*

Picture is a dazzling realist confection. It’s not greatly mysterious: it’s written in scenes that go from the beginning to the end of the story, and in each one there is something new and the dialogue is perfect, with pace and tension steady. That is what she set out to do when she was invited by the film director John Huston to come out to Hollywood in the summer of 1950 to write about his adaptation of Stephen Crane’s novel The Red Badge of Courage. She just stuck with the project from beginning to end. If you know how to report in a certain way, by seeing people and circumstances as you might see them if you were writing a novel, then access becomes a daily means of literary supply, and the task is then to make peace, if you can, between the warring truths that come at you from reality. Lillian invented new and bold ways of doing this by dramatising people’s motives, rather than merely describing them, or by quoting people’s attempts at concealing them. Picture tells the truth as the writer found it to be, and, by steady accumulation and good writing, we see all the things about the movie business that lie beyond publicity. I dare say that if Dore Schary, the production head of MGM in 1950, had been around today and living on Twitter, along with the dozens of others who feature in the book, then Ross’s freedom to see them independently might have been curtailed by a million yelps of self-interest. People speak to you because they have their own story in mind and want you to write it.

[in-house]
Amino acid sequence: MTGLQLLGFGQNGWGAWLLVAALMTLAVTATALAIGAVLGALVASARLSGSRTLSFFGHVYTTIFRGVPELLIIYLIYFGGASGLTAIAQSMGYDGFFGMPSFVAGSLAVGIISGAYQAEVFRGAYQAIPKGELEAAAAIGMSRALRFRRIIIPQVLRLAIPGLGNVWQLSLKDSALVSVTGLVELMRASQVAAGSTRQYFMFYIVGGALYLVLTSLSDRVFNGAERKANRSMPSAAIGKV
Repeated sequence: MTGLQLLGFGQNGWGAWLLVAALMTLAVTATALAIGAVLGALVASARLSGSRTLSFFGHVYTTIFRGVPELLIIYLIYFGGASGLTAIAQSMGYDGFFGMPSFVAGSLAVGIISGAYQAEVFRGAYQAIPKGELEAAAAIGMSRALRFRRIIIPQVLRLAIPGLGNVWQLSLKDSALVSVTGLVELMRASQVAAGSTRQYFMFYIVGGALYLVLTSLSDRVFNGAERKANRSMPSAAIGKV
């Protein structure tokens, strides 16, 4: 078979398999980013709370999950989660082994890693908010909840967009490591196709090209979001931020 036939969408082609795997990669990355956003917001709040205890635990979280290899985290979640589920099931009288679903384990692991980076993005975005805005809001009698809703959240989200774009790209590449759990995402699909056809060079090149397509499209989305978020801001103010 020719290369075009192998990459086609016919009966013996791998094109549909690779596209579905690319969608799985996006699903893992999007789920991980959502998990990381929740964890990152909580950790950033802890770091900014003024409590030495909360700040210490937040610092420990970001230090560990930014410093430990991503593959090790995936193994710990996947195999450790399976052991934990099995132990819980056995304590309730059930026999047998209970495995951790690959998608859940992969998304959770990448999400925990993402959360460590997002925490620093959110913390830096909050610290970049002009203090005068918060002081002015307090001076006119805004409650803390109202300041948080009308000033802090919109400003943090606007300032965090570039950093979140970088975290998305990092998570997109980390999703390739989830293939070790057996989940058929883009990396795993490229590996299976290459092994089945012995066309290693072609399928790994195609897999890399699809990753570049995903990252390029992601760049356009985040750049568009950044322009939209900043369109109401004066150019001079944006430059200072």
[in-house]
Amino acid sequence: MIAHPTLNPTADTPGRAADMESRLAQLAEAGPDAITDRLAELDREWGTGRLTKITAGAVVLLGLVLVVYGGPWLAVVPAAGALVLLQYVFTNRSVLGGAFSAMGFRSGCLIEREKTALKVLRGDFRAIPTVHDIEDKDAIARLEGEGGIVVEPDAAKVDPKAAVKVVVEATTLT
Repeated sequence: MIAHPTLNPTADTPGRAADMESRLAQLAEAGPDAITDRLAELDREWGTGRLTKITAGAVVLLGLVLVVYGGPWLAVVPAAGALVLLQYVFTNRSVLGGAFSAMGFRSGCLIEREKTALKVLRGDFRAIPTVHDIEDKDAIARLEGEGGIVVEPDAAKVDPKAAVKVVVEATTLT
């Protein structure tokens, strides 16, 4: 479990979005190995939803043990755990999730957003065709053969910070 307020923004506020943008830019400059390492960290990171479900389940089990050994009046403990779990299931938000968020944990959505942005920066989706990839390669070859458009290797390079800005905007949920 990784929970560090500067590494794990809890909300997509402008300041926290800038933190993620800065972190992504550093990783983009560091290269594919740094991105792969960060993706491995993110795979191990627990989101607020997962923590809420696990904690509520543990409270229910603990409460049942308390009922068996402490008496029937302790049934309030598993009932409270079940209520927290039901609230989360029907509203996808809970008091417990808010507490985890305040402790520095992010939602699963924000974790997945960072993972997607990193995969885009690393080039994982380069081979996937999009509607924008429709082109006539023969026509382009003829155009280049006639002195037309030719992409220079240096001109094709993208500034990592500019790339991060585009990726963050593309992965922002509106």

Ross went her own way with the detail, but the reader will trust it if the work is done and the sentences are good.